Blue flashes occur when waves or predators move around dinoflagellates. These movements lead to a chemical reaction that produces light. This chemical reaction requires a chemical called luciferin, as well as oxygen, the right conditions, and an enzyme called luciferase. If we took some water with bioluminescent dinoflagellates in a glass beaker and twirled it in the dark or at night maybe we could see blue flashes. You can get the help of a trained professional for this experiment, but using sea water with bioluminescent algae might be a bad idea. Read on to find out why this is so.

Why do living organisms produce bioluminescence?

Living organisms use bioluminescence to protect themselves, to attract mates, to communicate, and to camouflage. Think of this like using glow sticks to protect yourself or to make friends or to warn someone. Dinoflagellates specifically flash their bright blues to protect themselves from their predators, copepods.

There could be three different ways in which bioluminescence can protect dinoflagellates. One is that this blue light startles the predators away from the dinoflagellates. In a lab experiment, scientists found that artificial blue light can scare away copepods from dinoflagellates. This could give dinoflagellates time to escape from predators. This is almost like skunk stink bombs, or the cloud of ink used by octopi.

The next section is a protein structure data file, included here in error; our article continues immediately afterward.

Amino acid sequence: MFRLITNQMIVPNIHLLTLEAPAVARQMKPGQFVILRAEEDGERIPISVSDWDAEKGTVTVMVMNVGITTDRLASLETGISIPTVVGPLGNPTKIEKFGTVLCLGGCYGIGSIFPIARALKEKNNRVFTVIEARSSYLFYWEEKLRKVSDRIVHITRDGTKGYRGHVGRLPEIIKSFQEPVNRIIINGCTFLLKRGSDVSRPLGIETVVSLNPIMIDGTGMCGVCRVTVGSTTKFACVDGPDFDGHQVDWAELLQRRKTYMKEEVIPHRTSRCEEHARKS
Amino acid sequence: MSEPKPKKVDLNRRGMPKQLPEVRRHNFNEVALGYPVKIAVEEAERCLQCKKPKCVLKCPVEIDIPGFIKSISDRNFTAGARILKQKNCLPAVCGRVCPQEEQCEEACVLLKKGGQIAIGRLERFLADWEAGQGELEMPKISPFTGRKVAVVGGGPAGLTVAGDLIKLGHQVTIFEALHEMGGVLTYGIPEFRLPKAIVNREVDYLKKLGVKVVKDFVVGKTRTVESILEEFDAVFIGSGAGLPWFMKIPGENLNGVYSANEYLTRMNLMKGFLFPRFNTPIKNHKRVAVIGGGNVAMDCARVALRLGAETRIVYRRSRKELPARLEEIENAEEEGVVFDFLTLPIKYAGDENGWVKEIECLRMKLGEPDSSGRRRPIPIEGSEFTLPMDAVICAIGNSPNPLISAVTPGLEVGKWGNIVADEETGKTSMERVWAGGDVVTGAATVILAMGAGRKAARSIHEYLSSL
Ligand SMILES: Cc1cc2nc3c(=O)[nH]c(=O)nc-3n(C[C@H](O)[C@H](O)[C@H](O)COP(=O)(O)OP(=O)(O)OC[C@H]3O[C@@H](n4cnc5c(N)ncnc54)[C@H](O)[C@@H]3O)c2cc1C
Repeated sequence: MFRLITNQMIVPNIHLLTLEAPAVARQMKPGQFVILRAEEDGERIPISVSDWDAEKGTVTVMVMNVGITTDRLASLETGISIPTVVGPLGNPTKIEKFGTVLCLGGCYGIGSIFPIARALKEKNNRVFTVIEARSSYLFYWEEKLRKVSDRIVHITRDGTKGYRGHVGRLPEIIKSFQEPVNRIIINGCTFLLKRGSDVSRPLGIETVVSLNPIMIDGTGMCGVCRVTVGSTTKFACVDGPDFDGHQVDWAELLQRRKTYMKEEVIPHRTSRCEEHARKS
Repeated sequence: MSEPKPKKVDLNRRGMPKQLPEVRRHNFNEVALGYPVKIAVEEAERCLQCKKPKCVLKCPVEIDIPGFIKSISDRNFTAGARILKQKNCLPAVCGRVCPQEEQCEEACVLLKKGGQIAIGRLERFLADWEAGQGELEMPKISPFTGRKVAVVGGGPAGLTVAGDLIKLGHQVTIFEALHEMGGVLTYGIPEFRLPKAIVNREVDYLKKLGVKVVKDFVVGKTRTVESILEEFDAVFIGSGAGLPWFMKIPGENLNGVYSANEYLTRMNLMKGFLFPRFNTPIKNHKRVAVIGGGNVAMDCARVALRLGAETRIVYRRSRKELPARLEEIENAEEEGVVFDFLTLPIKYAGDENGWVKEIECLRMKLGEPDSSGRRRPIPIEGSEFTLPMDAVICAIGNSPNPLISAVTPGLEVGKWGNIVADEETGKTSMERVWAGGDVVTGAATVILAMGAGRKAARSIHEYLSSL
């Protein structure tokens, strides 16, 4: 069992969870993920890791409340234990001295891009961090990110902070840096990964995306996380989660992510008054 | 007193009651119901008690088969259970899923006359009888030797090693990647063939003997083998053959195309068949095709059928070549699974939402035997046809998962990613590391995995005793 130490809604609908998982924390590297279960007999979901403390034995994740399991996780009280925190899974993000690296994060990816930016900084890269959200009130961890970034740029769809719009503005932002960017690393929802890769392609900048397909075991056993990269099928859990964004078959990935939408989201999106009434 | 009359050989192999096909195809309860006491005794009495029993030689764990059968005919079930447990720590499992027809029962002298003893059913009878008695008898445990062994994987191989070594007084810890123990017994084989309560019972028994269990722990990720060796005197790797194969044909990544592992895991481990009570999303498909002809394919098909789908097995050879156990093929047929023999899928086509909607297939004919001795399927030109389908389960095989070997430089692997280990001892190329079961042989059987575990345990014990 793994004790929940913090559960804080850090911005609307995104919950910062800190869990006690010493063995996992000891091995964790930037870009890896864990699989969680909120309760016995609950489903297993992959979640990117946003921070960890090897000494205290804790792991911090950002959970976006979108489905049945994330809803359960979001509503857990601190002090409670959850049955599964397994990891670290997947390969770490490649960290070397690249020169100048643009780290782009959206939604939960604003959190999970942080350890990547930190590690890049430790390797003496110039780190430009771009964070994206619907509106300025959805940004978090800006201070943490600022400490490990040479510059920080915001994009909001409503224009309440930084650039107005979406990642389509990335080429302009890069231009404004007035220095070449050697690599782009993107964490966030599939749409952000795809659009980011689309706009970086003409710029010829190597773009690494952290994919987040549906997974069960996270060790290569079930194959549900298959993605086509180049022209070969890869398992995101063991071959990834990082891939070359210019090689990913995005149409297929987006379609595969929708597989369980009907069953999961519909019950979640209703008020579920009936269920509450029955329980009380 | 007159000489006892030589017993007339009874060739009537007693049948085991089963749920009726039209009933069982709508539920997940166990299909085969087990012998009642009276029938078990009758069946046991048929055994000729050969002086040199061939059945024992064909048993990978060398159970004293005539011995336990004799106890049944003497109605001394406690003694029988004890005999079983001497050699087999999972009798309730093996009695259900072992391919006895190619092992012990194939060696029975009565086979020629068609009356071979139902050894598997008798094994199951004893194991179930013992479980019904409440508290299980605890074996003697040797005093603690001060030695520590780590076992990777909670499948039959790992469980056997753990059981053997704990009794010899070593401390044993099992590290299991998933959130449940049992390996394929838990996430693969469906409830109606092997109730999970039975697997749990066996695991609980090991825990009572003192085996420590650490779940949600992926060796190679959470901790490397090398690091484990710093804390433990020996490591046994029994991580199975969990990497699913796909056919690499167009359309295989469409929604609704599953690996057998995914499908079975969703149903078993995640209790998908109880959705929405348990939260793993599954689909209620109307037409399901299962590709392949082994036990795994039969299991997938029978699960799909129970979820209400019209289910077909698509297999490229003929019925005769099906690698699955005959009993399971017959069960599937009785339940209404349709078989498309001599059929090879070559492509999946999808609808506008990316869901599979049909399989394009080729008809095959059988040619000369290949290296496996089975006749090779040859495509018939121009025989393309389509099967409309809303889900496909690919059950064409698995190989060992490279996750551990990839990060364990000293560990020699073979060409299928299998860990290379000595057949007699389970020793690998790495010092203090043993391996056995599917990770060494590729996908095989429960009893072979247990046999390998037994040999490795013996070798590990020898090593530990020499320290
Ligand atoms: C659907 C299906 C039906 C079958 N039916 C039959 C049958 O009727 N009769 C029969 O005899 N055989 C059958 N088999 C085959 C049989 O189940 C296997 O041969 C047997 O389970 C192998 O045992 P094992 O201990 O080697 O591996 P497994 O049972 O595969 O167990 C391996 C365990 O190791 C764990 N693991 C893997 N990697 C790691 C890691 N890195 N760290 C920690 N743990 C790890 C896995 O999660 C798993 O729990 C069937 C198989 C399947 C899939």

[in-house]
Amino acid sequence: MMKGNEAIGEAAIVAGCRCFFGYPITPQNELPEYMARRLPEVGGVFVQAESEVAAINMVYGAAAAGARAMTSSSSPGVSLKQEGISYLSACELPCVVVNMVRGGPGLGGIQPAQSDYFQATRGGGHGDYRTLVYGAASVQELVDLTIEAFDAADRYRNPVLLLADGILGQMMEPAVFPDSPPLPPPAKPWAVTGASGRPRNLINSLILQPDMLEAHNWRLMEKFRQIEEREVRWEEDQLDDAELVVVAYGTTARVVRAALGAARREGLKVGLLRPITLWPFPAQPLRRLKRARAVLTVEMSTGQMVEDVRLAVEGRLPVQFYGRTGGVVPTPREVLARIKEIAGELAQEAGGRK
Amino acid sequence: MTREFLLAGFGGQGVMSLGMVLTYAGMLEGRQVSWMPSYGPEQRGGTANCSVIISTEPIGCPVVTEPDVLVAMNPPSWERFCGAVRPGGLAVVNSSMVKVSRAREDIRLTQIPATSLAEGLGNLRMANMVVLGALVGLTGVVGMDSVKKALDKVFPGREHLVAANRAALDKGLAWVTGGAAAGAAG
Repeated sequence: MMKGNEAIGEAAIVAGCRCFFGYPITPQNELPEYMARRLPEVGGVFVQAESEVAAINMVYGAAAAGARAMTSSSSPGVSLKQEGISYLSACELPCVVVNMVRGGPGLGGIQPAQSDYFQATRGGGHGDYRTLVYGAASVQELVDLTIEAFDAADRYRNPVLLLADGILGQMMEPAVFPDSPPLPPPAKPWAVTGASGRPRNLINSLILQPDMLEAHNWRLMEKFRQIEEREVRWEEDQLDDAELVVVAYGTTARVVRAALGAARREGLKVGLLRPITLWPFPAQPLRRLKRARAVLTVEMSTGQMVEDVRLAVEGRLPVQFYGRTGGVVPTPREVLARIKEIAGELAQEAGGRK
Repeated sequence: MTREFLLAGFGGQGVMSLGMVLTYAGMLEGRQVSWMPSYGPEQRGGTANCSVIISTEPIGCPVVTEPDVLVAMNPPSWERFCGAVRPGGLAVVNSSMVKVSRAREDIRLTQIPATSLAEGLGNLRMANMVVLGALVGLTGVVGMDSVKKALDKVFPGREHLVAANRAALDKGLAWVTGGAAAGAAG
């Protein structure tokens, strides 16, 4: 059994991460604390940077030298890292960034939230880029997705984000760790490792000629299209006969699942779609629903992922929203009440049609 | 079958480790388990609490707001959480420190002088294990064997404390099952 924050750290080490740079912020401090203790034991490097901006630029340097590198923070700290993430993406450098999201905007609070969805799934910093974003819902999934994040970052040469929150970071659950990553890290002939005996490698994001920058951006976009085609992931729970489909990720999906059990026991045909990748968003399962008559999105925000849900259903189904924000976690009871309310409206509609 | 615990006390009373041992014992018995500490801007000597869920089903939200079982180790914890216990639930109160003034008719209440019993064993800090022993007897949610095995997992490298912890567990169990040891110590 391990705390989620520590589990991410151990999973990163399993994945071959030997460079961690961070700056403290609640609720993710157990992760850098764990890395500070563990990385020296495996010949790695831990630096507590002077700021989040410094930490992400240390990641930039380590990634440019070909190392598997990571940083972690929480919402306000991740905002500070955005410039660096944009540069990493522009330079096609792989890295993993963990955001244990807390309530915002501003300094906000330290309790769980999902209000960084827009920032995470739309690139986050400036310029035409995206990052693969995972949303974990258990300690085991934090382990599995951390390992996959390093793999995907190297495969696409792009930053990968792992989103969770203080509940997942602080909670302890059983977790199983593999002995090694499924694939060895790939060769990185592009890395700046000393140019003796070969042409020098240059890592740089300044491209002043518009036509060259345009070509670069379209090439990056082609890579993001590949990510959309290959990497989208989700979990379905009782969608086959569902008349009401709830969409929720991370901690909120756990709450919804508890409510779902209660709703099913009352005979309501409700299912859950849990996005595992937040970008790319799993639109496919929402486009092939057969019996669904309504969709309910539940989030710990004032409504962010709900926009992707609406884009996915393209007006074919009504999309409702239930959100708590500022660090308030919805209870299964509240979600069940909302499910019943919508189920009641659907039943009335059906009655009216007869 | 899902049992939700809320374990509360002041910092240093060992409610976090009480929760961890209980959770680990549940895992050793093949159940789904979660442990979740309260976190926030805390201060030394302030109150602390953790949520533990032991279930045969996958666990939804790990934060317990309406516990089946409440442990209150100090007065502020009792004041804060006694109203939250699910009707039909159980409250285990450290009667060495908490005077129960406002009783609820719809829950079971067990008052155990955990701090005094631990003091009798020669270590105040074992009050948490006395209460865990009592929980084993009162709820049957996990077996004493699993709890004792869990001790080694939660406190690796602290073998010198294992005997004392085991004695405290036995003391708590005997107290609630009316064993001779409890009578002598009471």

Secondly, most dinoflagellates are poisonous. The blue light warns copepods to keep away. The predators remember this warning sign and will steer clear of dinoflagellates, although there aren’t many experiments to prove this.

Lastly, dinoflagellates can use bioluminescence as a “burglar alarm” to alert bigger predators. This could act as an invitation to munch on copepods. Scientists have observed that more copepods get eaten when bioluminescent dinoflagellates are present. The copepods completely avoid dinoflagellates when there is a large grouping of them.